Two artists essays I wrote appear in the online catalog for the phenomenal show, Come Together: Surviving Sandy.
A big thanks to my former SVA professor, Thyrza Nichols Goodeve, for the opportunity to participate in this project.
Here they are.....
G.T. Pellizzi | The Red and the Black
by Nat Castañeda
In the first iteration of G.T. Pellizzi’s dynamic installation, The Red and the Black (2013), the artist exposed the often-invisible inner workings of the art world. The art world can be separated into three general spheres of influence: 1) the artist’s labor, without which art works themselves couldn’t come to fruition, 2) the art market, which can, when working in the artist’s favor, propel said works beyond their origins and provide the artist with the financial support needed to continue their work, and finally, 3) what we can call the academy, which provides the pedagogy or conversations that permeates both the artist studio and the gallery.
G.T. Pellizzi, “The Red and the Black,” 2013. Plywood, oil paint, dimensions variable. Courtesy of the artist. Photo by Zack Garlitos.
Pellizzi’s installation title is taken from the late 19th-century French novel,Le Rouge et le Noir, by Stendhal, where the protagonist must choose between the two dominant seemingly disparate social spheres of his time: the clergy and the army. Cleverly, Pellizzi draws a similar correlation between Stendhal’s proposed dilemma and the choices artists’ face today. Who or what are artists to pledge their allegiance —the market or the academy? To animate this dialogue, Pellizzi erected shiny walls, drenched in a brilliant shade of vermilion, reminiscent of the hue present on traditional Shinto temple torii gates. The walls act as a shell that hides the existing structure of the gallery space, creating a room within a room. After the artist completed the construction of the walls, he offered them up for sale at the going rate per square footage on the Lower East Side real estate market, where the exhibition occurred. The collector determined the slick black marks Pellizzi painted on the wall’s surface that divided each selected and sold plot. They were then required to disclose their identity on a ledger placed openly in the center of the installation. With this final step, the art process, from production to final sale, is played out to completion.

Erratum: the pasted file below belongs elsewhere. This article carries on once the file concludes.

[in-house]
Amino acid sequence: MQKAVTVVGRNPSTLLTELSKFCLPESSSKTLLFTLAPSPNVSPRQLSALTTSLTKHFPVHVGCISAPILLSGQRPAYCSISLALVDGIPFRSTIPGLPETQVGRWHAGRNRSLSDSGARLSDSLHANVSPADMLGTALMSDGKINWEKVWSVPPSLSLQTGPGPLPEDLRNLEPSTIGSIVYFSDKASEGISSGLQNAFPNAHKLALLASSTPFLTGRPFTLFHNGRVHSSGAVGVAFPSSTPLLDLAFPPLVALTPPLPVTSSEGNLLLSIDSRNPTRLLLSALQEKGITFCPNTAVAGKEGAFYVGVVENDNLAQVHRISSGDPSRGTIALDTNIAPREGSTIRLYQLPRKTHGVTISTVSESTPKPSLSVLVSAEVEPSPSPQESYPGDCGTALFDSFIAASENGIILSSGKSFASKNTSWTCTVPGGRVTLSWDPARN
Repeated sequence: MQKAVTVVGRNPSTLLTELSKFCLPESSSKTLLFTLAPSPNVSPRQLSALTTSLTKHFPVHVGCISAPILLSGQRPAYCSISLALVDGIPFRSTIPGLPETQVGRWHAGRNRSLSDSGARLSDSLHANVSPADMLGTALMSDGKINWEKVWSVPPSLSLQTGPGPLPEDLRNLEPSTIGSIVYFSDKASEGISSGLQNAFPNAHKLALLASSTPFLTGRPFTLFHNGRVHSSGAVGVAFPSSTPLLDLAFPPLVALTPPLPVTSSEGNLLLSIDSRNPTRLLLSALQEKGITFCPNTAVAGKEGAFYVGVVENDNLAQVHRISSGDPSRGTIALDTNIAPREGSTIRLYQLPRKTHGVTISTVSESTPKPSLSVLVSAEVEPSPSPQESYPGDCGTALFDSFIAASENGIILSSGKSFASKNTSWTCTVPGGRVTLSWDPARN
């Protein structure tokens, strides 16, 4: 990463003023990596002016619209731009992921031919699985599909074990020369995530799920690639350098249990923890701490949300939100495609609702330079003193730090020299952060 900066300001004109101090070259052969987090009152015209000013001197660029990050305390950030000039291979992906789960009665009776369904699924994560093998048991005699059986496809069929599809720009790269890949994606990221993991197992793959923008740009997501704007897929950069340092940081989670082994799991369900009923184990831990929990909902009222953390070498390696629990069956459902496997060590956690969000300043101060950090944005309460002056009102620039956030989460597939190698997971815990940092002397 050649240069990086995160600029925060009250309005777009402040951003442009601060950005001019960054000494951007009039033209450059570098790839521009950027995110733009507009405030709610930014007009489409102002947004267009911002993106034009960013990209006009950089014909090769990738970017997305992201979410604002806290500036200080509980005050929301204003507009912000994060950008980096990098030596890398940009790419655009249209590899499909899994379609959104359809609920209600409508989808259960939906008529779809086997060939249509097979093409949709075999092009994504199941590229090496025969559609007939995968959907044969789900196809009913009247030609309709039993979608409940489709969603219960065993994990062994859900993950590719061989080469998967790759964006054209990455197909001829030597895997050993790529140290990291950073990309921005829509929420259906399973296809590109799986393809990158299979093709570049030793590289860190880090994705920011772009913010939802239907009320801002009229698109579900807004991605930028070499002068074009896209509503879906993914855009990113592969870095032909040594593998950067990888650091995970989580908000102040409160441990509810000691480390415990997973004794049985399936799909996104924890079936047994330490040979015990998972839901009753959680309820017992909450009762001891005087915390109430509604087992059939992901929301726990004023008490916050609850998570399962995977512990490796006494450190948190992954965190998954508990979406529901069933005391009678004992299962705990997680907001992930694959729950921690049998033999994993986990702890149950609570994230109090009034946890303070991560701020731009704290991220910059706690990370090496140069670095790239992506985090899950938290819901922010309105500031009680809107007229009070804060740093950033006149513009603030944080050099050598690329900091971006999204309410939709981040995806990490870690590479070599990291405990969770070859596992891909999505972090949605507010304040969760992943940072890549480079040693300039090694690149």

The second iteration of The Red and the Black occurred at Come Together: Surviving Sandy, a show that celebrated the resilience and production of artists. Placed on the third floor of the exhibit, The Red and The Black appeared in a transformed state; the structure was now void. All of the sold pieces were cut away from the frame and what remained was a skeletal outline of the previously complete room. On one side of the transformed structure, we see untreated plywood, and on the other, small slivers of the formerly filled walls. Black carpeting covers the floor of the installation and at the center sits the podium and sales ledger. A small section of cut up pieces of the wall are hung recessed from the frame on the only white space near the installation. In this new context, placed amongst works from other artists, who despite economic and environmental disasters continue to find a way to produce, The Red and the Black, reminds us of what cannot be lost even after a hurricane, and that is the first sphere introduced above; the very will and the tenacity to produce and engage in the labor and discourse of art regardless of the many challenges that arise.
Juan Eduardo Gomez | Mawinzhe
by Nat Castañeda
There is something on the move. It’s a total grey-out; a haze of billowing fog clears to reveal a shapeless form. The form appears to have two wispy arms, and at the end of each arm there are hands that gesture with charismatic force. The form is active and airy, and it weightlessly hums and drifts on the canvas like a jellyfish. Pushing out to the front of the form is an oblong, smoky face. A red, hollowed-out mouth playfully overcomes the face’s surface and the mouth is filled with a set of ten rotating disks for teeth. Do you want to know the craziest thing about the teeth? They double as eyes.
Juan Gomez, “Mawinzhe,” 2013. Oil on canvas, 7 x 11′. Courtesy of the artist. Photo by Zack Garlitos.